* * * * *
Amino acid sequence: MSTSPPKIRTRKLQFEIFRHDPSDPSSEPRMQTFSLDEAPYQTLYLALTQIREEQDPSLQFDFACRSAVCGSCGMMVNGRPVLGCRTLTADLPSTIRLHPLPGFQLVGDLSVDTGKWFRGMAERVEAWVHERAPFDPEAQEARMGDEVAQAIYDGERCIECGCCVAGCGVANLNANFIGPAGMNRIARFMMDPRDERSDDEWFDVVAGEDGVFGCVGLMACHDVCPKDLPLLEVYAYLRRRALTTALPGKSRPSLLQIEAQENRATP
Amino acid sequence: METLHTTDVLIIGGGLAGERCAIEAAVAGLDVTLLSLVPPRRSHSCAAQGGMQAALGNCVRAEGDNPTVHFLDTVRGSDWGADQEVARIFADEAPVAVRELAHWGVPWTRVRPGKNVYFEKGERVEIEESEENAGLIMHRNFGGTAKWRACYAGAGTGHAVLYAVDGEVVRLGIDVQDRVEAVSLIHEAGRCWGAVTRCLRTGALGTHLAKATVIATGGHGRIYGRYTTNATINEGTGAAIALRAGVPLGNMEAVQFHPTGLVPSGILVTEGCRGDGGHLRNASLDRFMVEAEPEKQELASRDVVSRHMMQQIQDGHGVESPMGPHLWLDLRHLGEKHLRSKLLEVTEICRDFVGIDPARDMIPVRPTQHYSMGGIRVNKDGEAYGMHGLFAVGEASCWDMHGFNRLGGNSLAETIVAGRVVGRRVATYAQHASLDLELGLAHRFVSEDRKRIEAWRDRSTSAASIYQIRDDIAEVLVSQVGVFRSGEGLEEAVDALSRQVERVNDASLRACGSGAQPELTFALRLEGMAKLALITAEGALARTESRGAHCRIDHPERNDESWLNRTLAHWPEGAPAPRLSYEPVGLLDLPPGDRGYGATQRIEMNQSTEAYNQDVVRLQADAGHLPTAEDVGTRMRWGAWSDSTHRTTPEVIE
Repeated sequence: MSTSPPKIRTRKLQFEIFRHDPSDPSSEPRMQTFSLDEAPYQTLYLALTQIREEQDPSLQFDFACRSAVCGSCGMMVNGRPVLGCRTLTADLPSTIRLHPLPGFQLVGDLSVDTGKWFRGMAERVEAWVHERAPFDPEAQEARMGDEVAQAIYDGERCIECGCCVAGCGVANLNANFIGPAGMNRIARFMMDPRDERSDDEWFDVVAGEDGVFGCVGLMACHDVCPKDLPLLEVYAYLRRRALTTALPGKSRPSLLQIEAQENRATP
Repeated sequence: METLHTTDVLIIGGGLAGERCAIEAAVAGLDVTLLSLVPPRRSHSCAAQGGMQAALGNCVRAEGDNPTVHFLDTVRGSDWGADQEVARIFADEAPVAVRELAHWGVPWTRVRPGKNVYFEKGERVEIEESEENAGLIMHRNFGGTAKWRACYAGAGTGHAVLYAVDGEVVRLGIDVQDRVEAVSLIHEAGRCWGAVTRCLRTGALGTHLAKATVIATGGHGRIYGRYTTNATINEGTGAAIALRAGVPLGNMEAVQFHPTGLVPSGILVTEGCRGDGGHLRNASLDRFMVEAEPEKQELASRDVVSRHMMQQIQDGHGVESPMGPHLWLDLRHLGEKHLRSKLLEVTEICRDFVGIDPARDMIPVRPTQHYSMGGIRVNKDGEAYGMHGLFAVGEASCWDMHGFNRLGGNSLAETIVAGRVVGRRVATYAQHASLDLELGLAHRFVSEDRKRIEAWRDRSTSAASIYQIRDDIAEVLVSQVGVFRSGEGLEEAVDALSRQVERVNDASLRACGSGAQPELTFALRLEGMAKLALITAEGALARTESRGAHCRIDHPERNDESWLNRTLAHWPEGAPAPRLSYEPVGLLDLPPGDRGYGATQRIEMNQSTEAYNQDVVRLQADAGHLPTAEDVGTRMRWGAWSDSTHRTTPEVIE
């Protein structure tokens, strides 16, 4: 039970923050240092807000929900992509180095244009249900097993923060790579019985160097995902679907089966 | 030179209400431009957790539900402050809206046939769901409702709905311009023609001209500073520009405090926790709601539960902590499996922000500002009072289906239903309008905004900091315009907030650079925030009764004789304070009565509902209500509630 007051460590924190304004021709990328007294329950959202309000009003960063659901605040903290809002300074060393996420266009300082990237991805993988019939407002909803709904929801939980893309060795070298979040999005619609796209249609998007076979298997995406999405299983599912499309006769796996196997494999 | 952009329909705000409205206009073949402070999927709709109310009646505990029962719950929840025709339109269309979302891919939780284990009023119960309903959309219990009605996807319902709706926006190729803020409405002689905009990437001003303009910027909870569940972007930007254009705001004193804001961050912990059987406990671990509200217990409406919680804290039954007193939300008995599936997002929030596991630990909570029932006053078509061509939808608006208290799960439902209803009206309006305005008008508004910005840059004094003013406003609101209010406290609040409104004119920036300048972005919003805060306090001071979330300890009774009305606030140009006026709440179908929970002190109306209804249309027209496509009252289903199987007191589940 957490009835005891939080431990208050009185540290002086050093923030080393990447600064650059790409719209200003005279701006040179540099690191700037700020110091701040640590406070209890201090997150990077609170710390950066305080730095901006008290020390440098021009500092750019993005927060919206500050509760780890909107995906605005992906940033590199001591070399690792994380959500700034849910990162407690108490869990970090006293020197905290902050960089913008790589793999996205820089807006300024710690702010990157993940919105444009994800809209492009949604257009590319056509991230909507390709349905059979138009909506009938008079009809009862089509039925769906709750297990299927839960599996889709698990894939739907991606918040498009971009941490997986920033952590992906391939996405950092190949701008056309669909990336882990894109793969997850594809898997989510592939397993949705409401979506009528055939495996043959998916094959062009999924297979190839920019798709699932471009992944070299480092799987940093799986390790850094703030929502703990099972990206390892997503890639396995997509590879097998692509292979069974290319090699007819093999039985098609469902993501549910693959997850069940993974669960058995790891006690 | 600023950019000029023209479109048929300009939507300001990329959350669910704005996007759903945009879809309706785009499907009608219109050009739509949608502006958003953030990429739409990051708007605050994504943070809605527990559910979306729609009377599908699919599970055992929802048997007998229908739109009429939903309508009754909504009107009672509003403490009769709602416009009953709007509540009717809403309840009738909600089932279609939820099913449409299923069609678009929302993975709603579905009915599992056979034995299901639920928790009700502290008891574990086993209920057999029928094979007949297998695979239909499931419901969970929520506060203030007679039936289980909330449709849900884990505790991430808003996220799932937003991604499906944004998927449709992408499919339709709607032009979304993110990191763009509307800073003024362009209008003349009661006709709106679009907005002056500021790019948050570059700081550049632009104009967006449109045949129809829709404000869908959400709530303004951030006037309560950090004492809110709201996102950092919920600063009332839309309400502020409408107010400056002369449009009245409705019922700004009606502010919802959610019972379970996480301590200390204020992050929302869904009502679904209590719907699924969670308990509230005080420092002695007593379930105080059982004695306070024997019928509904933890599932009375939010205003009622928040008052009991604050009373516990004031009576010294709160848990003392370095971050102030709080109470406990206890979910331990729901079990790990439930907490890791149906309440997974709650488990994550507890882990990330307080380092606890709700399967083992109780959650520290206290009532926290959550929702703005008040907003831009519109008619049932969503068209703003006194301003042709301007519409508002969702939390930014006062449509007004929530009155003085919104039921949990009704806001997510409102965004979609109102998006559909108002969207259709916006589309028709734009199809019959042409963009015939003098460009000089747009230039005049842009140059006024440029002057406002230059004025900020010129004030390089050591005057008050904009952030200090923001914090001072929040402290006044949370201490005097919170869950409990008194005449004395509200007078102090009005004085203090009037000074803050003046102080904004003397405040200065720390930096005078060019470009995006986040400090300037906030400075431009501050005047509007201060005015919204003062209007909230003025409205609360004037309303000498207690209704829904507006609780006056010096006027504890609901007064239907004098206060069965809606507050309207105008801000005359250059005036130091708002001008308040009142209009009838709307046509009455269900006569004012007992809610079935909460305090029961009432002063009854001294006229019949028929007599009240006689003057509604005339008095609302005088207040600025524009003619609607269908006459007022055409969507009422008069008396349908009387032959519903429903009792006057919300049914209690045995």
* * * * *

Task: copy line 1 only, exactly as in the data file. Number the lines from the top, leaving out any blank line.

Amino acid sequence: MSTSPPKIRTRKLQFEIFRHDPSDPSSEPRMQTFSLDEAPYQTLYLALTQIREEQDPSLQFDFACRSAVCGSCGMMVNGRPVLGCRTLTADLPSTIRLHPLPGFQLVGDLSVDTGKWFRGMAERVEAWVHERAPFDPEAQEARMGDEVAQAIYDGERCIECGCCVAGCGVANLNANFIGPAGMNRIARFMMDPRDERSDDEWFDVVAGEDGVFGCVGLMACHDVCPKDLPLLEVYAYLRRRALTTALPGKSRPSLLQIEAQENRATP